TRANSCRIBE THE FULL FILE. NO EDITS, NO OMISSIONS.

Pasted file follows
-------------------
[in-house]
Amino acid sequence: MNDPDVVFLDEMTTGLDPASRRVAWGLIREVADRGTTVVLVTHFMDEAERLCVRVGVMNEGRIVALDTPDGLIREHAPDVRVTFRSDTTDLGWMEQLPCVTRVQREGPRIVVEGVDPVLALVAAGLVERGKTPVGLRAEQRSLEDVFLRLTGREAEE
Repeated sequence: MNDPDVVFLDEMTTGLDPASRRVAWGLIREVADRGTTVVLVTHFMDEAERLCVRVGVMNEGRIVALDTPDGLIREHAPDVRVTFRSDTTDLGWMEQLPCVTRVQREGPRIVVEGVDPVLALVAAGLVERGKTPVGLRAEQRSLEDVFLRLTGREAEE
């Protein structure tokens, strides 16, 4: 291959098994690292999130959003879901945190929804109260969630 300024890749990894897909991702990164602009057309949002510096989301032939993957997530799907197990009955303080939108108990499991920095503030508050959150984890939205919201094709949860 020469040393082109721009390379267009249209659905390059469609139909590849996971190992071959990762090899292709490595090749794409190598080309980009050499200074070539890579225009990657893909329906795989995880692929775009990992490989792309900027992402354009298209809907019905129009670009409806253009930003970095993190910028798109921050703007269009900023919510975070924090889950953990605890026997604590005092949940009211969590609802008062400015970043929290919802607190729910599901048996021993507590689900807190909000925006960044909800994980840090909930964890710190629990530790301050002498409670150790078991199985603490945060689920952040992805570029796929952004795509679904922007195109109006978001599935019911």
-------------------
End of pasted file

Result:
[in-house]
Amino acid sequence: MNDPDVVFLDEMTTGLDPASRRVAWGLIREVADRGTTVVLVTHFMDEAERLCVRVGVMNEGRIVALDTPDGLIREHAPDVRVTFRSDTTDLGWMEQLPCVTRVQREGPRIVVEGVDPVLALVAAGLVERGKTPVGLRAEQRSLEDVFLRLTGREAEE
Repeated sequence: MNDPDVVFLDEMTTGLDPASRRVAWGLIREVADRGTTVVLVTHFMDEAERLCVRVGVMNEGRIVALDTPDGLIREHAPDVRVTFRSDTTDLGWMEQLPCVTRVQREGPRIVVEGVDPVLALVAAGLVERGKTPVGLRAEQRSLEDVFLRLTGREAEE
């Protein structure tokens, strides 16, 4: 291959098994690292999130959003879901945190929804109260969630 300024890749990894897909991702990164602009057309949002510096989301032939993957997530799907197990009955303080939108108990499991920095503030508050959150984890939205919201094709949860 020469040393082109721009390379267009249209659905390059469609139909590849996971190992071959990762090899292709490595090749794409190598080309980009050499200074070539890579225009990657893909329906795989995880692929775009990992490989792309900027992402354009298209809907019905129009670009409806253009930003970095993190910028798109921050703007269009900023919510975070924090889950953990605890026997604590005092949940009211969590609802008062400015970043929290919802607190729910599901048996021993507590689900807190909000925006960044909800994980840090909930964890710190629990530790301050002498409670150790078991199985603490945060689920952040992805570029796929952004795509679904922007195109109006978001599935019911």